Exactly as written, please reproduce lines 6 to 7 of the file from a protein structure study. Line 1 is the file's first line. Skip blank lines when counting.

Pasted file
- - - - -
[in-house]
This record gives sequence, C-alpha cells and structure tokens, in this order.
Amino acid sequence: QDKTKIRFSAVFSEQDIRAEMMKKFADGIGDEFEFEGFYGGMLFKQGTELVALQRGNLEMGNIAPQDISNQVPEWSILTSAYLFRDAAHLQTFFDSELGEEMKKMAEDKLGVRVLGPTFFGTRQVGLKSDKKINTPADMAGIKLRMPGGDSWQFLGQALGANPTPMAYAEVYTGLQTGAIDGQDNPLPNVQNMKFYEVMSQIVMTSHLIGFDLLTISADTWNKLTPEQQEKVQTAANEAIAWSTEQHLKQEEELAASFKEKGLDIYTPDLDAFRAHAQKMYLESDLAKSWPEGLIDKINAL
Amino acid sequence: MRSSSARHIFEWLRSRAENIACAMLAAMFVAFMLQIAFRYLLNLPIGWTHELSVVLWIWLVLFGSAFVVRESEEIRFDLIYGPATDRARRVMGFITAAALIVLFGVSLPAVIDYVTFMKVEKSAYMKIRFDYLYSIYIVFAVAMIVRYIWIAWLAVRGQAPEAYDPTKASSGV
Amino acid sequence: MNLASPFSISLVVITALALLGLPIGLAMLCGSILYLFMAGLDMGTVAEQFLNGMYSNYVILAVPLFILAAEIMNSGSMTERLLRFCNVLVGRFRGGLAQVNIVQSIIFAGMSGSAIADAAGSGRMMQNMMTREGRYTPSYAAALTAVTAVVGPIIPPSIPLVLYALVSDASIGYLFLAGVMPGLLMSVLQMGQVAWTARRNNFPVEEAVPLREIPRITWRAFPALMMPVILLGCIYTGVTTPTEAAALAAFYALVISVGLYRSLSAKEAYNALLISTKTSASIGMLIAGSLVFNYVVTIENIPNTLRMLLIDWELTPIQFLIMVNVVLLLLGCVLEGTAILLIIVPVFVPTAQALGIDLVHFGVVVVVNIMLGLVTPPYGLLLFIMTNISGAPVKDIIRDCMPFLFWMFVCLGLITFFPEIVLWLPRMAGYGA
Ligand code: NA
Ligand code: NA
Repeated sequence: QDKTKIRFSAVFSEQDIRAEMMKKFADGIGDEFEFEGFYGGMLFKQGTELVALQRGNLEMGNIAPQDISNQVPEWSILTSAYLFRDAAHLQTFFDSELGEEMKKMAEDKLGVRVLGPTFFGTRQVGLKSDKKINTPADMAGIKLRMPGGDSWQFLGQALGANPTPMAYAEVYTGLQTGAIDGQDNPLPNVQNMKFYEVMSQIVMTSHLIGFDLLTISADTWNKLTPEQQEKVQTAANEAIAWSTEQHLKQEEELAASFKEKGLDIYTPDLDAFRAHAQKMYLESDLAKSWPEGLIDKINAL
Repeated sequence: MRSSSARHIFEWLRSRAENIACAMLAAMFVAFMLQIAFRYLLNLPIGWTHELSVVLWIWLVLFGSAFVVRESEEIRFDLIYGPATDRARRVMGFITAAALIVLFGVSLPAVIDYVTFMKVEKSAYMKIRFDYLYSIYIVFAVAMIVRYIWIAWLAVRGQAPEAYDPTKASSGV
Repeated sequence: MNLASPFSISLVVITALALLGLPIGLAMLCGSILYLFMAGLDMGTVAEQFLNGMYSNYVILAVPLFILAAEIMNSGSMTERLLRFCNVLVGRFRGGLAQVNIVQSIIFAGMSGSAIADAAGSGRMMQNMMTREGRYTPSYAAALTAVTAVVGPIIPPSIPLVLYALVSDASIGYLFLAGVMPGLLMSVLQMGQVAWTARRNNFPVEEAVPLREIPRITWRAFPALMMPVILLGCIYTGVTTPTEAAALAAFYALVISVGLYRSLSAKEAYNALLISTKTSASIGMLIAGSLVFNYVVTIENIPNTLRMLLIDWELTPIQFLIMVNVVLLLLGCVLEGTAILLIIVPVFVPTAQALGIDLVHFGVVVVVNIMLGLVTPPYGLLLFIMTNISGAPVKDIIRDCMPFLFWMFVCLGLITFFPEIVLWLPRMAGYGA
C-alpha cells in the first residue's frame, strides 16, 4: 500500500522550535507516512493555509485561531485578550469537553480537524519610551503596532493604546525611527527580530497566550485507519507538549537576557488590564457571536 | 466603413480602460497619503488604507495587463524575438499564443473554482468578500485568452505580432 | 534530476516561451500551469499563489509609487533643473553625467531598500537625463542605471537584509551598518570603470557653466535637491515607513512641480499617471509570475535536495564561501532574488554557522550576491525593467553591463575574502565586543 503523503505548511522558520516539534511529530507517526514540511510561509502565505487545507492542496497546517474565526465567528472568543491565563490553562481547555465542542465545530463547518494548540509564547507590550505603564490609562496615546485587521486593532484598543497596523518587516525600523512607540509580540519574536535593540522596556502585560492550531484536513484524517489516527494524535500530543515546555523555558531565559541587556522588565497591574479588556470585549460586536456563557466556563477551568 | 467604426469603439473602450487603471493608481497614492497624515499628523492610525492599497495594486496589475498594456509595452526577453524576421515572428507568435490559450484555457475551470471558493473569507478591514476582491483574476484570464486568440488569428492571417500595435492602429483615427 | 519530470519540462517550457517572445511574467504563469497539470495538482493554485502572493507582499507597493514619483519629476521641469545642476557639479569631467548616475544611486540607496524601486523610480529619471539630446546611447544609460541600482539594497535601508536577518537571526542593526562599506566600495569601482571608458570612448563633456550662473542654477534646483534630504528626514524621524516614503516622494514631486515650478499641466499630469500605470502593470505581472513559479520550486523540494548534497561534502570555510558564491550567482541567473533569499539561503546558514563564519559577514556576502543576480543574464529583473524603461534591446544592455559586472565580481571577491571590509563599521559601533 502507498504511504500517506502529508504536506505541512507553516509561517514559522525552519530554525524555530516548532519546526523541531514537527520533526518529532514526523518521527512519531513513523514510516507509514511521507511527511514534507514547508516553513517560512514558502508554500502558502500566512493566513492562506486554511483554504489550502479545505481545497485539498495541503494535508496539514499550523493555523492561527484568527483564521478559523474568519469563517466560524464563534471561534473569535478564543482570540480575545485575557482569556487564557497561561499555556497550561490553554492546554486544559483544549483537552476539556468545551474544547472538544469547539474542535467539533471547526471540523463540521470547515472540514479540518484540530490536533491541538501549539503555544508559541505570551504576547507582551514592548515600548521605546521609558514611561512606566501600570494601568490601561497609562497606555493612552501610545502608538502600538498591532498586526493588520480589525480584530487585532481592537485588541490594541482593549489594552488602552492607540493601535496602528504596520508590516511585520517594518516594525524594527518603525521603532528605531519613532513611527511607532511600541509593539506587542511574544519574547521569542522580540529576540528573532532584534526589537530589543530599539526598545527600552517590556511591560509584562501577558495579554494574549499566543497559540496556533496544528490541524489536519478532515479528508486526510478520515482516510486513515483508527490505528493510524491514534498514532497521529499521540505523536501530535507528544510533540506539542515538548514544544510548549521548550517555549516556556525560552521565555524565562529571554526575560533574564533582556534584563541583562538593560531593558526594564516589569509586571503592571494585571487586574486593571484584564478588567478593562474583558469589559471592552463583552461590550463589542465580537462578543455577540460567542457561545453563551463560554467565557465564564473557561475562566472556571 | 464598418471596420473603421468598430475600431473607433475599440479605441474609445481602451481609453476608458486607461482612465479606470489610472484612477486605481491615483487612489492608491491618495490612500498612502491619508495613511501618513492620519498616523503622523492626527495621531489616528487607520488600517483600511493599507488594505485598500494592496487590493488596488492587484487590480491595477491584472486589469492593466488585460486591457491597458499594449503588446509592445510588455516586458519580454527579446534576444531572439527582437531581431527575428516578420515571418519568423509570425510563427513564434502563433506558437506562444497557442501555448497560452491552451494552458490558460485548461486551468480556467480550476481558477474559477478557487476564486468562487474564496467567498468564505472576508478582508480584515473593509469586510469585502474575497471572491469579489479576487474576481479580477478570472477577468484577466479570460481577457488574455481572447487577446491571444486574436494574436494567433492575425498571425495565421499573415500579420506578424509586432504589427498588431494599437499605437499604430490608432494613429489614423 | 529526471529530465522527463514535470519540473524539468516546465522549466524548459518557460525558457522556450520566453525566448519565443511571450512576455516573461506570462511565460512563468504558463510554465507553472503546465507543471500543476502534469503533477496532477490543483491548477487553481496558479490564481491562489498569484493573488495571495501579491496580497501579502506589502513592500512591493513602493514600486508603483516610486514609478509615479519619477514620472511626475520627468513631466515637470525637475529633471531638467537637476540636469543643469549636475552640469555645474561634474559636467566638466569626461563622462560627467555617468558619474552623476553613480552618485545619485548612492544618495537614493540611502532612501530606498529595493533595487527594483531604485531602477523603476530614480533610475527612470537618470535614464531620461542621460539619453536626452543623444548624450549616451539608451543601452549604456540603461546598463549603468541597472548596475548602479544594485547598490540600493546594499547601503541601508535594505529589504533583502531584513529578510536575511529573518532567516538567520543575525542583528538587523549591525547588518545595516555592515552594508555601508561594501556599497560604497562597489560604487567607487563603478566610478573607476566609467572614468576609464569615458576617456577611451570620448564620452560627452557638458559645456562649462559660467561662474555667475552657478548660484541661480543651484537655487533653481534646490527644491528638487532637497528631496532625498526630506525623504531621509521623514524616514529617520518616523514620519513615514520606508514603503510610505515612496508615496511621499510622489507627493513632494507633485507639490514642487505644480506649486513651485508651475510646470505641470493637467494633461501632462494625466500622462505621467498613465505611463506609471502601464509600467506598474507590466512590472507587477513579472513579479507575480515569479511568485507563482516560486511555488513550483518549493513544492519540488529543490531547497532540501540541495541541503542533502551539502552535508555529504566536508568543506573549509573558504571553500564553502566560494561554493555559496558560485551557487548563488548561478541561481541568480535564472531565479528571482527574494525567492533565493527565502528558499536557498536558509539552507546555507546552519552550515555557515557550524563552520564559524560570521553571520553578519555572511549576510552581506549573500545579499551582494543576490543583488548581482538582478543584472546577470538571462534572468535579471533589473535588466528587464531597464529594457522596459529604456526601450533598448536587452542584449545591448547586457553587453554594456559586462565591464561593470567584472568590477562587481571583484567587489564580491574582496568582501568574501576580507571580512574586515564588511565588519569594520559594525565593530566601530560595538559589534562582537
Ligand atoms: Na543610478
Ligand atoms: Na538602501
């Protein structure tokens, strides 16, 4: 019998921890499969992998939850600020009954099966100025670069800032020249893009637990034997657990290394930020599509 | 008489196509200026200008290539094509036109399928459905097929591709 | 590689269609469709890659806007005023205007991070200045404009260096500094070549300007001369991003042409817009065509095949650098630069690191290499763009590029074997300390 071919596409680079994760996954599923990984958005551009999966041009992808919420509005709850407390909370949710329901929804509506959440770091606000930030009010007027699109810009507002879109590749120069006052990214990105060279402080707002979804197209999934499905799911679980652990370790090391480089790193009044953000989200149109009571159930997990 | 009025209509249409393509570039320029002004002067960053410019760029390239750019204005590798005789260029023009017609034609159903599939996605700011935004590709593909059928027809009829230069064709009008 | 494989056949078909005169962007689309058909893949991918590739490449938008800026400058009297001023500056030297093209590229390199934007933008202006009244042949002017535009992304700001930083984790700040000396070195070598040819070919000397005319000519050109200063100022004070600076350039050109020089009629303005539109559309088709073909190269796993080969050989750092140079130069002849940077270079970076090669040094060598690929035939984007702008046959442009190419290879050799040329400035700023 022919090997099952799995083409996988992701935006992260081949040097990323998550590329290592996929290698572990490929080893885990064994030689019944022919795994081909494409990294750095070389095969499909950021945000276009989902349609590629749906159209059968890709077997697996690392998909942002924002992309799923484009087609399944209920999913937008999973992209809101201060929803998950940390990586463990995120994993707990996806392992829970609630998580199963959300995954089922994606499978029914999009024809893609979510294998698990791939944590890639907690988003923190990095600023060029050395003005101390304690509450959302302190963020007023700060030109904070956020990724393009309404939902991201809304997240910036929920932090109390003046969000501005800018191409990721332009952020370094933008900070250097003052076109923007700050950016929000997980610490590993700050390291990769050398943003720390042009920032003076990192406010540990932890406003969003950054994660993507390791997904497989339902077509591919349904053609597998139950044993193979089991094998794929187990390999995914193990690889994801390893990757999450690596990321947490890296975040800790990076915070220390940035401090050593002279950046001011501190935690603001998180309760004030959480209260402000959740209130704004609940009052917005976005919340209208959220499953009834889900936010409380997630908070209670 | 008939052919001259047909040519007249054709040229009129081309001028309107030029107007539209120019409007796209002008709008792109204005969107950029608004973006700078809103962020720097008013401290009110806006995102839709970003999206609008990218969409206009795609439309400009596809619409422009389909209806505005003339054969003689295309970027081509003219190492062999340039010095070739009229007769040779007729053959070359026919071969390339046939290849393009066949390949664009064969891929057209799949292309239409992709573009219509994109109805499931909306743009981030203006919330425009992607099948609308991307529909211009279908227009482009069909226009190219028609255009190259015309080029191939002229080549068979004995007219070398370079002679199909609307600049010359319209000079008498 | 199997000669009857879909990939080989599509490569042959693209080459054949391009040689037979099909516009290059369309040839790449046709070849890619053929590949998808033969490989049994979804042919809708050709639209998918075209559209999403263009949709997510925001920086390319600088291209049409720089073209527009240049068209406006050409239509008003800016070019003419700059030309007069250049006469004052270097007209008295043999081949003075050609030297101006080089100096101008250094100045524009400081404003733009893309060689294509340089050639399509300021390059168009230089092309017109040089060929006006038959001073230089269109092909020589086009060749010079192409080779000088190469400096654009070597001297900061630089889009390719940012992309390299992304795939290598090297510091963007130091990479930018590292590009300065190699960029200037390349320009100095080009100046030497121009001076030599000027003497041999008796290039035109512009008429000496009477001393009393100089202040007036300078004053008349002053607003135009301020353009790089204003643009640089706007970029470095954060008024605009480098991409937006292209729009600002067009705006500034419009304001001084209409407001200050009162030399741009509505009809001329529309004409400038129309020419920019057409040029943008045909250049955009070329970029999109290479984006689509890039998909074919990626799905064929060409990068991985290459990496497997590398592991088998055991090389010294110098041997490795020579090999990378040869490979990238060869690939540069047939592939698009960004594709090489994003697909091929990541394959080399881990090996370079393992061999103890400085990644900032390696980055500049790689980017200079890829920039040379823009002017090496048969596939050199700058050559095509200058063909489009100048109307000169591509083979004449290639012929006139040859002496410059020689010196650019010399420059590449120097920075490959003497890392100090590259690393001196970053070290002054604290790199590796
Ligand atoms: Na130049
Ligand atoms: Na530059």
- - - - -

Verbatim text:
Ligand code: NA
Ligand code: NA